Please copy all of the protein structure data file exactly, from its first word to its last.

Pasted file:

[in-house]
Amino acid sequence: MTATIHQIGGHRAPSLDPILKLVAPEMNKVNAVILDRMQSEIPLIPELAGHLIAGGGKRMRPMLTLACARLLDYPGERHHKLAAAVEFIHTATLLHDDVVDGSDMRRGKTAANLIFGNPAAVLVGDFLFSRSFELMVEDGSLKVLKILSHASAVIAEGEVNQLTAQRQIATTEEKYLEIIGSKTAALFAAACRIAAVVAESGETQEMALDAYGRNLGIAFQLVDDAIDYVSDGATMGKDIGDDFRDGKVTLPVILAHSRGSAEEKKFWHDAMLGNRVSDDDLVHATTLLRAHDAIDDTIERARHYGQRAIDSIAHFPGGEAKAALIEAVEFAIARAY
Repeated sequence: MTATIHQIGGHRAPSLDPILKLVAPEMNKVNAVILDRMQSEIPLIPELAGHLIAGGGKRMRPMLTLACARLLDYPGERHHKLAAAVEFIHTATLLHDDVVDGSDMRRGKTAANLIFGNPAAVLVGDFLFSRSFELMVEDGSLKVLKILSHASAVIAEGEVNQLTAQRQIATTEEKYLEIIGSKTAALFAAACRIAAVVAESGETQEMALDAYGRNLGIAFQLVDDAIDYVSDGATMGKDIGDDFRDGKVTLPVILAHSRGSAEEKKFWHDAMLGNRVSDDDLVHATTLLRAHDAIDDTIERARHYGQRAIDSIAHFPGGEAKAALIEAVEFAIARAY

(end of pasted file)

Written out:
[in-house]
Amino acid sequence: MTATIHQIGGHRAPSLDPILKLVAPEMNKVNAVILDRMQSEIPLIPELAGHLIAGGGKRMRPMLTLACARLLDYPGERHHKLAAAVEFIHTATLLHDDVVDGSDMRRGKTAANLIFGNPAAVLVGDFLFSRSFELMVEDGSLKVLKILSHASAVIAEGEVNQLTAQRQIATTEEKYLEIIGSKTAALFAAACRIAAVVAESGETQEMALDAYGRNLGIAFQLVDDAIDYVSDGATMGKDIGDDFRDGKVTLPVILAHSRGSAEEKKFWHDAMLGNRVSDDDLVHATTLLRAHDAIDDTIERARHYGQRAIDSIAHFPGGEAKAALIEAVEFAIARAY
Repeated sequence: MTATIHQIGGHRAPSLDPILKLVAPEMNKVNAVILDRMQSEIPLIPELAGHLIAGGGKRMRPMLTLACARLLDYPGERHHKLAAAVEFIHTATLLHDDVVDGSDMRRGKTAANLIFGNPAAVLVGDFLFSRSFELMVEDGSLKVLKILSHASAVIAEGEVNQLTAQRQIATTEEKYLEIIGSKTAALFAAACRIAAVVAESGETQEMALDAYGRNLGIAFQLVDDAIDYVSDGATMGKDIGDDFRDGKVTLPVILAHSRGSAEEKKFWHDAMLGNRVSDDDLVHATTLLRAHDAIDDTIERARHYGQRAIDSIAHFPGGEAKAALIEAVEFAIARAY